Performance-based design

The Fire Engineering – Performance Based Approach (FE-PBA) is a methodology for design, evaluation and assessment of fire safety in buildings.

It identifies an engineering approach to building fire safety and gives guidance on the application of scientific and engineering principles, to the protection of people and property from unwanted fire. Additionally, it outlines a structured approach, to assess total building fire safety system effectiveness, and to the achievement of pre-identified design objectives.

The methodology facilitates performance-based design that meets the fire safety objectives of Building Codes. Many factors, including a building’s form of construction, means of escape, occupancy factors, smoke management, detection, alarm and fire suppression facilities, contribute to the achievement of fire-safety objectives. The guidelines of Fire Engineering – Performance Based Approach are based on the premise that all these measures, form part of an integrated fire safety system for the building, which must respond to any fire developing within that building.

The basic principles of the Approach may be applied to specific types of buildings and their uses. However, the principles and the guidelines developed do NOT cover buildings which are used for bulk storage or processing of flammable liquids, industrial chemicals or explosive materials. The intrinsic risks associated with such buildings will necessitate special consideration and is beyond the scope of this chapter.

The Fire Engineering – Performance Based Approach concept is intended for application at the conceptual phase of building fire safety system design, prior to the detail design, specification and documentation phase of selected fire-safety sub systems (or elements). Fire Engineering procedures require early consultation and co-operation between the project manager, architects and other members of the design team, together with the Fire and Rescue Department Malaysia (FRDM). The detailed design and specification of fire-safety sub-systems (which will follow agreement of the conceptual design) may not be specific during this stage. But it is imperative that when executed, they must strictly adhere to the decisions and agreements reached during the conceptual phase.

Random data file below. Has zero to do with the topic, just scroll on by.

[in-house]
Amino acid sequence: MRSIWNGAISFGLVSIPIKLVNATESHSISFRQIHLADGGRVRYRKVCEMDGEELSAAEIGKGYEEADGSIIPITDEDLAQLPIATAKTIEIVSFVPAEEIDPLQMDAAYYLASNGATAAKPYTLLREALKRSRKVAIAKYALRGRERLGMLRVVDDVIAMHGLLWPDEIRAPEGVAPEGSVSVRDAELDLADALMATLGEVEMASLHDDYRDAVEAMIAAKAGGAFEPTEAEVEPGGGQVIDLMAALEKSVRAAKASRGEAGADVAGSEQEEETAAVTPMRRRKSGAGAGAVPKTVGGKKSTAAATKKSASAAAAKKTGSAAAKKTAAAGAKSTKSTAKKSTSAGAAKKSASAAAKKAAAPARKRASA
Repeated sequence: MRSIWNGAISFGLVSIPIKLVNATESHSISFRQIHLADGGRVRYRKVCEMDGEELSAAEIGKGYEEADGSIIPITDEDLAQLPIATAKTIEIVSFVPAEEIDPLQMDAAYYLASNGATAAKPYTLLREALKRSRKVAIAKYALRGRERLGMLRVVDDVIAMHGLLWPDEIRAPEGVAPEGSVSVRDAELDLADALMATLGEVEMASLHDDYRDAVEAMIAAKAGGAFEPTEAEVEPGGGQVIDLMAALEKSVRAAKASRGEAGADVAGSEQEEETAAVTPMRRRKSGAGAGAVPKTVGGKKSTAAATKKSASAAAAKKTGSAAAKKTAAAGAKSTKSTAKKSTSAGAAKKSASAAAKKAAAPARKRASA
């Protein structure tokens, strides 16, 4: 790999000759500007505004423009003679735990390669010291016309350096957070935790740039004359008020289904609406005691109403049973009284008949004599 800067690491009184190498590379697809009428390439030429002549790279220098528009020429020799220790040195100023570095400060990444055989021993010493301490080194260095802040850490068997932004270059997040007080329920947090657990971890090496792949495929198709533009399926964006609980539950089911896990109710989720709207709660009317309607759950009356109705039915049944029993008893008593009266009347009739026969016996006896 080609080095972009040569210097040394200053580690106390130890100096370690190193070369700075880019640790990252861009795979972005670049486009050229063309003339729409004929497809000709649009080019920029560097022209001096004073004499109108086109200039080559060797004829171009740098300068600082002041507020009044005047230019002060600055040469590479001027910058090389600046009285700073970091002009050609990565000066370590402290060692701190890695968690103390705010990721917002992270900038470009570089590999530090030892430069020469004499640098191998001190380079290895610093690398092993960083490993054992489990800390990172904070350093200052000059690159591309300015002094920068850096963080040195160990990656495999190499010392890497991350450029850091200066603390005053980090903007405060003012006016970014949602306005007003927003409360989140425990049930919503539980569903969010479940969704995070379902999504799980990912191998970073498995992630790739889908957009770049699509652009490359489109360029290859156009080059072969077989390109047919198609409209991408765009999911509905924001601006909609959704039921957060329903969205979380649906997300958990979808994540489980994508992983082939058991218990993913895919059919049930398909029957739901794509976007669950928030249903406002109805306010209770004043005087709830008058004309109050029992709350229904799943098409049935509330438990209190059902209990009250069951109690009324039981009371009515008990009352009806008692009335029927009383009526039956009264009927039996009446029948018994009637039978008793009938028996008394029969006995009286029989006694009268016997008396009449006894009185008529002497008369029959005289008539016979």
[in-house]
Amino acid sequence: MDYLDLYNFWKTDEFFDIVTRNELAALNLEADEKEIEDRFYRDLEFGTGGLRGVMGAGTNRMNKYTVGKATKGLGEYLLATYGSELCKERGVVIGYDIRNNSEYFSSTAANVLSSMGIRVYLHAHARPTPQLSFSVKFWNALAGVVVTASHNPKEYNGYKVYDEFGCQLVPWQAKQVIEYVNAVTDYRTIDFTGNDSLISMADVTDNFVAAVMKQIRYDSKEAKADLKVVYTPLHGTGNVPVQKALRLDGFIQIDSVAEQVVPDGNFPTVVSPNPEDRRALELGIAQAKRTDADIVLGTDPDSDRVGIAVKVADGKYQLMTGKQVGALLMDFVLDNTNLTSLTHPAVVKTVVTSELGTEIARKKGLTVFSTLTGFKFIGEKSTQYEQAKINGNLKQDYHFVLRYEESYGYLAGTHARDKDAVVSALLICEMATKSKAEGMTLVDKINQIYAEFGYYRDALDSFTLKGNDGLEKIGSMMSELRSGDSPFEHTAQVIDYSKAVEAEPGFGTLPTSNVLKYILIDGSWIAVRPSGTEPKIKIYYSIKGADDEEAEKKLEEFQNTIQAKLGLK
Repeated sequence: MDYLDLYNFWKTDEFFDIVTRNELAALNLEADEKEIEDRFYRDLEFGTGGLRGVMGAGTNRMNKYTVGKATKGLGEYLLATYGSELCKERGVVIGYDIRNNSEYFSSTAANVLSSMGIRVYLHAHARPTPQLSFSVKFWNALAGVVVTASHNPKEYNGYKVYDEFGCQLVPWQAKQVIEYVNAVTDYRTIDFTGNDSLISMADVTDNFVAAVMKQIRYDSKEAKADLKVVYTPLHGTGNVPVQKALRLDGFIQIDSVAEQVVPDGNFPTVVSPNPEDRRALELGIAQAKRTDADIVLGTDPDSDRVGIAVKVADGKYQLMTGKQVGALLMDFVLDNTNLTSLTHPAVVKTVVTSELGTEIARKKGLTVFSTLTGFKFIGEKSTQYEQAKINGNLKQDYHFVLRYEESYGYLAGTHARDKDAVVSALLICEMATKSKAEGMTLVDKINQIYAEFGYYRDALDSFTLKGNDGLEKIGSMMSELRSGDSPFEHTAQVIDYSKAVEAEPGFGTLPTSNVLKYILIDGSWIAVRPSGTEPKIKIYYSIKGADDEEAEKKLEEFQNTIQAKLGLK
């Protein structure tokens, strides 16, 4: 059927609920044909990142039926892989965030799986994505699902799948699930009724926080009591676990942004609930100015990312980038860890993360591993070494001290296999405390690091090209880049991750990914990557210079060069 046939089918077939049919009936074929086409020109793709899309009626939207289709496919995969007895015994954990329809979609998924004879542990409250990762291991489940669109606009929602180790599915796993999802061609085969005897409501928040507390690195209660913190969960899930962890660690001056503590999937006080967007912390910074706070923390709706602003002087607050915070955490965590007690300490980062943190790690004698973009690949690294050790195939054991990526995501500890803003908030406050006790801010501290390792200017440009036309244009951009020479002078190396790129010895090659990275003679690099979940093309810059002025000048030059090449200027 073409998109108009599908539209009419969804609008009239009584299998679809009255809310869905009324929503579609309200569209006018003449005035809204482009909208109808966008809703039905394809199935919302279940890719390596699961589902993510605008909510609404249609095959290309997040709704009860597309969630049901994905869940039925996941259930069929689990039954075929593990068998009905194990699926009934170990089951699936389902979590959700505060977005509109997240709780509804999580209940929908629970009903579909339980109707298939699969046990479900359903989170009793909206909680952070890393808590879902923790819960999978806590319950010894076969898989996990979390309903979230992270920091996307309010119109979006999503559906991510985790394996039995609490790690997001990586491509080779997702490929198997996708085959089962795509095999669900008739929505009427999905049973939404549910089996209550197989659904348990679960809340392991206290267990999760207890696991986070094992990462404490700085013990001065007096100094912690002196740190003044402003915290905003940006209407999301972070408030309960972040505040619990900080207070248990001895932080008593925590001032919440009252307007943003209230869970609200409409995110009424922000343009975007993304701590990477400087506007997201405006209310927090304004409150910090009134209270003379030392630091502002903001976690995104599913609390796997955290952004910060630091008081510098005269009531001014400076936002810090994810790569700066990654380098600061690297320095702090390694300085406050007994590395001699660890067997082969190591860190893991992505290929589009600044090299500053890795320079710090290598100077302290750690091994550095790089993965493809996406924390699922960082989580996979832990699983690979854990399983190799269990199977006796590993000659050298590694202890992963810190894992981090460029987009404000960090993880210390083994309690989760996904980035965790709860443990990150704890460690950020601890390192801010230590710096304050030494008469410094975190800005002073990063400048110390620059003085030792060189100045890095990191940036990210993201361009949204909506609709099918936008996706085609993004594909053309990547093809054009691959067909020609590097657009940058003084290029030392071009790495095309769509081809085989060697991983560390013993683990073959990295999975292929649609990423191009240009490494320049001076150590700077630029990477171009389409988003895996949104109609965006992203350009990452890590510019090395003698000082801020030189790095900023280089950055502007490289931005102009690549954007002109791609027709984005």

DESIGN REQUIREMENTS – Codes and Standards

  • Australian Building Codes Board (ABCB) 2005, International Fire Engineering Guidelines, 2005 edn, Australian Building Codes Board, Canberra, Australia.
  • Fire Safety Engineering Guideline published by the Australian Building Codes Board (ABCB).
  • BS 7974 : Application of Fire Safety Engineering Principle to the Design of Building- Code of Practice.


The application of FE-PBA shall be restricted as follows:

  1. Normal Building Category (refer to UBBL Amendment 2012 Tenth Schedule) – Shall follow UBBL Amendment 2012 requirements, e.g. schools, shop houses, factories.
  2. High Rise Building Category
    • Shall follow UBBL Amendment 2012 requirements
    • FE-BPA shall be applied only to specific area/spaces not covered by UBBL Amendment 2012 e.g. Kuala Lumpur City Centre, Menara Kuala Lumpur.
  3. Mega Project and Special Use – FE-BPA may be applied, e.g. Kuala Lumpur International Airport.

Fire Engineering is a developing discipline and some of the judgement needed may be subjective. Therefore, the Fire and Rescue Department Malaysia must be consulted for prior approval of the overall concept before final parameters and assumptions are laid down for the Fire Engineering design using Performance Based Approach.

(A Fire Engineering Brief should be prepared by the FSE after consulted FRDM. This Fire Engineering Brief shall outline the acceptance criteria, fire scenarios, design fire size and other design parameters that will be adopted in the subsequent fire engineering analysis of FEPB Reports. The Fire Engineering Brief needs to be agreed and approved by FRDM prior to preparing the FEPB Report.)